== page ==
So the narrow highway exception must apply to something narrower, so the next whole number down is one lane highway. (Do you know where any one lane highways are? They are really rare.) So in attempt to turn legalize into the vernacular we are now talking about just one lane available to all traffic that is too narrow for a cyclist and a motorist to safely share side by side.
Now keep in mind that our 3' law requires that the cyclist be a lawful cyclist. So what does the law say about the cyclist position in a lane that is too narrow to share? The law no longer requires the cyclist to ride as far right as practicable, safety advice can vary but basically they are: right tire track, right one third or center of the lane. So now there is really no room for a motorist to pass a cyclist. Yet MDOT's interpretation of this law basically says when there is no room for a cyclist and motorist to be side by side a cyclist should take the lane and a motorist can pass a cyclist. - That's crazy and scary.
Let's back up for a second, Maryland does have a few bidirectional one lane (narrow) dirt roads. Do drivers pass each other on these roads? Sure. Do motorist pass each other safely on these roads? Sure. So now you might be asking how is this done? From my experience one driver backs up to find a point where the road widens and then safe passing takes place. I think it's important to note that the point where passing takes place is wide enough to do so safely. The issue I have is describing this as any time there is not enough room to pass with 3 feet you can pass with less then 3 feet. That does not accurately reflect how safe passing is done in this situation.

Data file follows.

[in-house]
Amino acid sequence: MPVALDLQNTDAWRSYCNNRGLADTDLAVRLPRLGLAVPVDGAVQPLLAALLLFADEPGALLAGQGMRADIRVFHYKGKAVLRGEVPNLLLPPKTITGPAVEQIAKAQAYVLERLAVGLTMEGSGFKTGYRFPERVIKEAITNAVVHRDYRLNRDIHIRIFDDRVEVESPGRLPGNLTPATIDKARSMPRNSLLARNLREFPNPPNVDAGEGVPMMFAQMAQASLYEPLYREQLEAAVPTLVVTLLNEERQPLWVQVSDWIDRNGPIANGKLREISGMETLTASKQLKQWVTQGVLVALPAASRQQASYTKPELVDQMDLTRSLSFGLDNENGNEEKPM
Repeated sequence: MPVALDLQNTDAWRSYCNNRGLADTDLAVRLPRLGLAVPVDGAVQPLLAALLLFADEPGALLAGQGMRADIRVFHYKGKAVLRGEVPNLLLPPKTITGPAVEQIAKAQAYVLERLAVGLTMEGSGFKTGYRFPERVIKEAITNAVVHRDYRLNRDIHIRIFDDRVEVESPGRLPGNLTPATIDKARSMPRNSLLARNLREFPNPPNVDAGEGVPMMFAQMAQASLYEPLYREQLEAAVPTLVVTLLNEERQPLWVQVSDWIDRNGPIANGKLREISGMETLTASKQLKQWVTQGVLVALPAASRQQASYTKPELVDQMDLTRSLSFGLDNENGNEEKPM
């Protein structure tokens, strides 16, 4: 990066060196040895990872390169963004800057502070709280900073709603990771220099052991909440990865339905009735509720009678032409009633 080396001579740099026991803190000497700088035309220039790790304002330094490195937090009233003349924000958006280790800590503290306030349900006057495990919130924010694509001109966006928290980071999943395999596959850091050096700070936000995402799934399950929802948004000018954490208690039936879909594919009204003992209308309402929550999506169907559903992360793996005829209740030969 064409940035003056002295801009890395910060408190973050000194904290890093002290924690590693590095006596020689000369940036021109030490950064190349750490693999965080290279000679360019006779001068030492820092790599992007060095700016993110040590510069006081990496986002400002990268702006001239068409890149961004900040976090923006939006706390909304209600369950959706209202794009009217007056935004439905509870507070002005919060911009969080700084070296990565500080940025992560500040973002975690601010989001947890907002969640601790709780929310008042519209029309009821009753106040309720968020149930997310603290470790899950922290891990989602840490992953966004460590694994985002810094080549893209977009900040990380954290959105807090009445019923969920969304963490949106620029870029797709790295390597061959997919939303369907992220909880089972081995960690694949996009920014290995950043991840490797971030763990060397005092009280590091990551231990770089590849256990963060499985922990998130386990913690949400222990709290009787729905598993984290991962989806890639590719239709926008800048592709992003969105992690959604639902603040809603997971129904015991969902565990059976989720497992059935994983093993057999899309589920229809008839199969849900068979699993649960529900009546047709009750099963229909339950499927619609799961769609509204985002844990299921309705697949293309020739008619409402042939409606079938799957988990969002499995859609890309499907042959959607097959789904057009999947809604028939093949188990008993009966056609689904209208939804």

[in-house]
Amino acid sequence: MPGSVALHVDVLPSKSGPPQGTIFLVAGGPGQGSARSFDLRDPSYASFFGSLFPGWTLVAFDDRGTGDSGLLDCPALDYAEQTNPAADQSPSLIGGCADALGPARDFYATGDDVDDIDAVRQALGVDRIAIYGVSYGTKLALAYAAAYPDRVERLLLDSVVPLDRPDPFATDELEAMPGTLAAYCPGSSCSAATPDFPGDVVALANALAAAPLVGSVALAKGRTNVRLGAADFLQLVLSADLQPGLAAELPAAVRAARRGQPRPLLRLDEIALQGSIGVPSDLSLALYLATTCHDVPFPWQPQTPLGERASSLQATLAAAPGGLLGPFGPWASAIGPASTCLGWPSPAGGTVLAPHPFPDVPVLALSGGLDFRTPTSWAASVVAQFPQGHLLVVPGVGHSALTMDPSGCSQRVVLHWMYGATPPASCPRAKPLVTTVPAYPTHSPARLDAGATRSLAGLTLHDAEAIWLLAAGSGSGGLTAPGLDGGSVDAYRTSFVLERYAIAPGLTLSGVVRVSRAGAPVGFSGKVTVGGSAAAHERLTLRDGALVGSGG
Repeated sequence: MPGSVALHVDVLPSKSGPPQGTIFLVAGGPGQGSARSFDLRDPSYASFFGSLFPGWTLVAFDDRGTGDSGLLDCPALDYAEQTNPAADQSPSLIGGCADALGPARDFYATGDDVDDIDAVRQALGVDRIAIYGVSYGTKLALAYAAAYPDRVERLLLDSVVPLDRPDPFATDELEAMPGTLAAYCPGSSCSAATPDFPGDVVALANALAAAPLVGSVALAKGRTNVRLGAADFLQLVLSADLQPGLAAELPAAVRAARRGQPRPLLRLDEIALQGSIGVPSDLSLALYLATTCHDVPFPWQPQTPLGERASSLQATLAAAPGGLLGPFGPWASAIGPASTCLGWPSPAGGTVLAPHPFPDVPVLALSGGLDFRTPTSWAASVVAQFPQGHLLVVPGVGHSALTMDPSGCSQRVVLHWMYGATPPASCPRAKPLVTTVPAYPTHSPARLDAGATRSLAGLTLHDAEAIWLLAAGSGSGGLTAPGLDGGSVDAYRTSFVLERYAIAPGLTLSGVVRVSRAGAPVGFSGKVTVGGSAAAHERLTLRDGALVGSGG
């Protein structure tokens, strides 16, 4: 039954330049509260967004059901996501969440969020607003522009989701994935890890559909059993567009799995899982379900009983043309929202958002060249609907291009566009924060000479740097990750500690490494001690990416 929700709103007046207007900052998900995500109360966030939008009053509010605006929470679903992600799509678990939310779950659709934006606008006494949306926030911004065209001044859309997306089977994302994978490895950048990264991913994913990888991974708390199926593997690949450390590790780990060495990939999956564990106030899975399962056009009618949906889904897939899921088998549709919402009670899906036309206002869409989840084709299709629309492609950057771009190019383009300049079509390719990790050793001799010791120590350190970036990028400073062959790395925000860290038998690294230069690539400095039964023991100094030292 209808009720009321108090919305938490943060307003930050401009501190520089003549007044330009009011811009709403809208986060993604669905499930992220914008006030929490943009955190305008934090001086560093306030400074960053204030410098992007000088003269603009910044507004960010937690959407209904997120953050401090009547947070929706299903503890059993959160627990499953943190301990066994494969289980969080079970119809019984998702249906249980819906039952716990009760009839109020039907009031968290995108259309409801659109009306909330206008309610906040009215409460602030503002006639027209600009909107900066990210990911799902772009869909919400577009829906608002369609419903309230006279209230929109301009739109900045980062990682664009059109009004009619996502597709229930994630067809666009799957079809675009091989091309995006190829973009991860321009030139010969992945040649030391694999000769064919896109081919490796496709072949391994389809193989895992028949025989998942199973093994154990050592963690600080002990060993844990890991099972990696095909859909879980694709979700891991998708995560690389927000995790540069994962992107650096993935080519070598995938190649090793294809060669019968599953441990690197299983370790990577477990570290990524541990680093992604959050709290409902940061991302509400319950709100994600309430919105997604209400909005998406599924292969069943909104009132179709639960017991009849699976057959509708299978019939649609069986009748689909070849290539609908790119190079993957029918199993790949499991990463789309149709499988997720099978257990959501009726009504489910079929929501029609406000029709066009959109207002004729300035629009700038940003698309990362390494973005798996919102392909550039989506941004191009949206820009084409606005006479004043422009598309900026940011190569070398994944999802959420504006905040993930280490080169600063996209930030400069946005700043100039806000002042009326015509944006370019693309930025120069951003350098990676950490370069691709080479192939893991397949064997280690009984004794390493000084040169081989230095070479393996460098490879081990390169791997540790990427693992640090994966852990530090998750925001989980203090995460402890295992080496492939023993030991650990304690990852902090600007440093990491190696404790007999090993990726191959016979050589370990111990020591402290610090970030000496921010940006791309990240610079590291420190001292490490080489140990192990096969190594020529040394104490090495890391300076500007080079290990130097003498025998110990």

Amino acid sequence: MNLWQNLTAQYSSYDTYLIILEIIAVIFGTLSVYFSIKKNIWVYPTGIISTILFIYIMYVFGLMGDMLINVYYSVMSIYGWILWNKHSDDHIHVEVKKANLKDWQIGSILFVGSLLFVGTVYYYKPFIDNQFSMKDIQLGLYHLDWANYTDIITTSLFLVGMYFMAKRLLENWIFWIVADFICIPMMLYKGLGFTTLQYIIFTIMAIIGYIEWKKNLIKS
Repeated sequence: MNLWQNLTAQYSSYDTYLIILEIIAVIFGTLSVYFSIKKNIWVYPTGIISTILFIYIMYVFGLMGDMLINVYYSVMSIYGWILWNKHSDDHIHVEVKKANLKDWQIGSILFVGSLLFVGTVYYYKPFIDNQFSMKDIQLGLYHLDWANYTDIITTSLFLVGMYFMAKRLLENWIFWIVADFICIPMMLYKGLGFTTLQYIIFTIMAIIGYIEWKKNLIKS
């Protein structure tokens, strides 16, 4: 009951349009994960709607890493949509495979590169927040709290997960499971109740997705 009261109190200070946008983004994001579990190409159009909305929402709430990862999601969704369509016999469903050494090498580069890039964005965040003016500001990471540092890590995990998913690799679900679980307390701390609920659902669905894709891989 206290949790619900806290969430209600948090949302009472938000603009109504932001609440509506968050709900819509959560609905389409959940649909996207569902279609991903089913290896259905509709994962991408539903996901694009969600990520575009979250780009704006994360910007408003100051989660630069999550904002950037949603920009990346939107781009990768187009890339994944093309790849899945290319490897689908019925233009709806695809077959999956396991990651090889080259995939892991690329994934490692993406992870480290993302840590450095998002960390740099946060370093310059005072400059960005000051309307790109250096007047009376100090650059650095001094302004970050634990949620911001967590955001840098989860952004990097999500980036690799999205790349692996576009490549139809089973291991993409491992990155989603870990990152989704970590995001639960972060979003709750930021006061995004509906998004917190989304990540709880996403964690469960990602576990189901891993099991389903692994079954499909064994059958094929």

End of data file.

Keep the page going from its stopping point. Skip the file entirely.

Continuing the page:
I will speculate that Delegate Malone did not want cyclists going "Oh look that motorist passed me 2' 10" ticket him." when the motorist was doing their best in trying to pass a cyclist safely. That's fair enough but if that is the case MDOT needs to stress safe passing at a location where safe passing is possible on one lane roads. I would even add that the cyclist needs to indicate that they are cooperating with the passing motorist. This is how motorist do it, so the same should apply to cyclists as well.
As I previously noted (<a href="http://www.baltimorespokes.org/article.php?story=20121215212451386">http://www.baltimorespokes.org/article.php?story=20121215212451386</a> ) not being in violation of the 3' statute does not negate other laws like passing safely. Additionally a bicycle is a vehicle, we can look how motor vehicles behave in one lane situations and apply the same principles with a bit less space. MDOT does no say to motorists when there is not enough room to safely pass another motor vehicle on a one lane road you can do so less safely, so why are they doing that with cyclists?